Fat: An Appreciation of a Misunderstood Ingredient
with Recipes by Jennifer McLagan (Ten Speed Press, $32.50)
One of the season’s more unusual titles, Fat isn’t simply a cookbook; it’s a celebration of the ingredient that makes everything we eat taste better. Chapters explore butter, pork, poultry, beef, and lamb fat, offering history, lore, and more than 100 sweet and savory recipes that range from the expected (Sweet Butter Pastry and Braised Pork Belly) to the surprising (Brown Butter Ice Cream and Bacon Baklava).
A Platter of Figs and Other Recipes
by David Tanis (Artisan, $35)
In this collection of 24 seasonal menus, chef David Tanis (of Berkeley’s famed Chez Panisse) celebrates the simple grace of family-style eating. If many of the menus seem suited for special occasions—take, for example, the wonderfully wintry Slow Beef menu, which includes Watercress, Beet, and Egg Salad; Braised Beef with Celery Root Mashed Potatoes; and Roasted Apples—that’s because Tanis thinks everyday eating is a special occasion. With a disarming blend of seriousness and whimsy, Tanis nudges the reader toward spending and enjoying more time, not less, in the kitchen.
Jamie at Home: Cook Your Way to the Good Life
by Jamie Oliver (Hyperion, $37.50)
For this cookbook, his eighth, celebrity chef Jamie Oliver found all the inspiration he needed right in his own back yard (where he happens to have an amazing vegetable garden), and his jovial zeal for seasonal cooking just might inspire you to cook your way through the entire book. Look to the fall chapter for game, mushroom, orchard fruit, and pickle recipes and to the winter chapter for winter salad, pastry, leek, and squash recipes. Oliver’s instructions are always generously detailed, and his chummy prose makes him as good a kitchen companion as one might hope to find in a book.
A16: Food + Wine
by Nate Appleman and Shelley Lindgren (Ten Speed Press, $35)
A16 is the acclaimed San Francisco restaurant devoted to the foods and wines of southern Italy, but this is not just a feast-for-the-eyes restaurant cookbook. It’s a book you really can cook and learn from. Written by the restaurant’s chef and its wine director, the book is part cookbook and part wine guide, with comprehensive profiles of regional grapes (Fiano, Trebbiano, Aglianico, Montepulciano d’Abruzzo, and Primitivo, to name a few) and plenty of rustic, approachable recipes for antipasti, pizza, soup, pasta, seafood, meat, and vegetables.
Hometown Appetites: The Story of Clementine Paddleford, the Forgotten Food Writer Who Chronicled How America Ate
by Kelly Alexander and Cynthia Harris (Gotham Books, $27.50)
In the 1950s and ’60s, jet-setting Clementine Paddleford was the country’s best-known food editor, a tireless roving reporter who wrote with style and wit about America’s regional foodways. So why is it that her name and her work have been all but forgotten? This engrossing biography, sprinkled with recipes throughout, answers that question and in doing so returns Paddleford to her rightful place among the culinary elite.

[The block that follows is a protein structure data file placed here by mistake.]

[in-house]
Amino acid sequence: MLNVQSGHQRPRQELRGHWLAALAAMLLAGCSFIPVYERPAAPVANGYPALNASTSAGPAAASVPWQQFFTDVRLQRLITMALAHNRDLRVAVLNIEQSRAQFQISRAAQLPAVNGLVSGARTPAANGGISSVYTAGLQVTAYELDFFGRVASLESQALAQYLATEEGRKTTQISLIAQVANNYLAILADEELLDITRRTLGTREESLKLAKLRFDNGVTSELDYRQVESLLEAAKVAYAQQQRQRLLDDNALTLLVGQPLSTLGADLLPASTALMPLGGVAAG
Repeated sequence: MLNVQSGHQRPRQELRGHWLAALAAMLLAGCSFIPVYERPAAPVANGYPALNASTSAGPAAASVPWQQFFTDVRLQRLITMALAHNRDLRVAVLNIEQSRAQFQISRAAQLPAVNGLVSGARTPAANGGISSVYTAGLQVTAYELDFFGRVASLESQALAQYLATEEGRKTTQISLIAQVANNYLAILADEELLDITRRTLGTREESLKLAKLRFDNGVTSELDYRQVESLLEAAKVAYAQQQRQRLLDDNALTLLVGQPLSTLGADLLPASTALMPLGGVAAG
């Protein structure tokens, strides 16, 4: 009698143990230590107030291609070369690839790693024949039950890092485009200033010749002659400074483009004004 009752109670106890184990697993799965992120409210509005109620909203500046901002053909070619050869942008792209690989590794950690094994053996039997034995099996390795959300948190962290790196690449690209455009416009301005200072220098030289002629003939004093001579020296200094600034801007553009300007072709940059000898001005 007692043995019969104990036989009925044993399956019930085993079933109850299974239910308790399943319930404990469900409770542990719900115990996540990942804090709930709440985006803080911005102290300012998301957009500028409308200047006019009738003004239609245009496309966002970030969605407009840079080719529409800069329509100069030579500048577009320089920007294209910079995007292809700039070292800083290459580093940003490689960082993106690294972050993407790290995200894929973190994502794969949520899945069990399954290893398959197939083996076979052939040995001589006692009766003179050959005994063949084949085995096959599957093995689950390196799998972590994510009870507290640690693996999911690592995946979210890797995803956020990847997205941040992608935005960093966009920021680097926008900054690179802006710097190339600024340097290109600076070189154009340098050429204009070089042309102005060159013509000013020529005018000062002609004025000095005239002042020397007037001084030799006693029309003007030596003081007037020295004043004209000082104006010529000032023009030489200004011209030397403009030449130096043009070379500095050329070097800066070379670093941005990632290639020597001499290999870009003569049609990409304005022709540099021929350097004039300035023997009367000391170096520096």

Olives & Oranges: Recipes & Flavor Secrets from Italy, Spain, Cyprus & Beyond
by Sara Jenkins and Mindy Fox (Houghton Miffl in, $35)
There’s no shortage of Mediterranean-inspired cookbooks out there, so kudos to chef Sara Jenkins and food writer Mindy Fox for delivering one that’s full of surprises. It’s a delight to discover that there are plenty of new dishes and cooking techniques to try, such as a surprisingly delicious Strawberry Risotto that’s deeply flavored and not at all sweet, and a multigrain tabbouleh in which the bulgur is softened in lemon juice rather than cooked. These recipes, like all the others in this appealing book, are guided by simplicity—further proof that humble ingredients produce the most amazing fare.
BakeWise: The Hows and Whys of Successful Baking
by Shirley O. Corriher (Scribner, $40)
Here it is—the long-awaited follow-up to Corriher’s award-winning book, Cookwise. And once again, Corriher, a food scientist and gifted teacher, walks you through each of her no-fail recipes, explaining all the hows and whys of cakes, pies, cookies, meringues, soufflés, and much more. Packed with more than 200 tempting recipes, this book will satisfy your curiosity as much as your sweet tooth—and make you a better baker to boot.
Eat Me: The Food and Philosophy of Kenny Shopsin
by Kenny Shopsin and Carolynn Carreño (Alfred A. Knopf, $24.95)
Kenny Shopsin is the eccentric chef-owner of a legendary Greenwich Village diner, Shopsin’s General Store. His mind-boggling book, like Shopsin himself, may not be to everyone’s taste (profanity alert!), but it’s a definitely a gem. In it, you’ll find some 100 recipes as well as insightful advice on griddling pancakes, blending milk shakes, making burgers, and roasting turkey. And if you read Shopsin’s rants closely, you might even discover the secrets to happiness.
The Paris Neighborhood Cookbook: Danyel Couet’s Guide to the City’s Ethnic Cuisines
by Danyel Couet (Interlink Books, $35)
Most of us will never have the opportunity to explore the City of Lights as widely or know it as intimately as does award-winning restaurateur Danyel Couet, but losing yourself in this enchanting book is the next best thing. Here, Couet reveals the gastronomic secrets of Paris’s ethnic neighborhoods through a tantalizing collection of recipes and photographs. The recipes are invitingly brief, and many of them—for example, the fragrant Punjabi Lentil Curry and the paprika and cumin-tinged Quick Couscous—are wonderfully simple. But the truth is, this is one of those books you needn’t even cook from to thoroughly enjoy.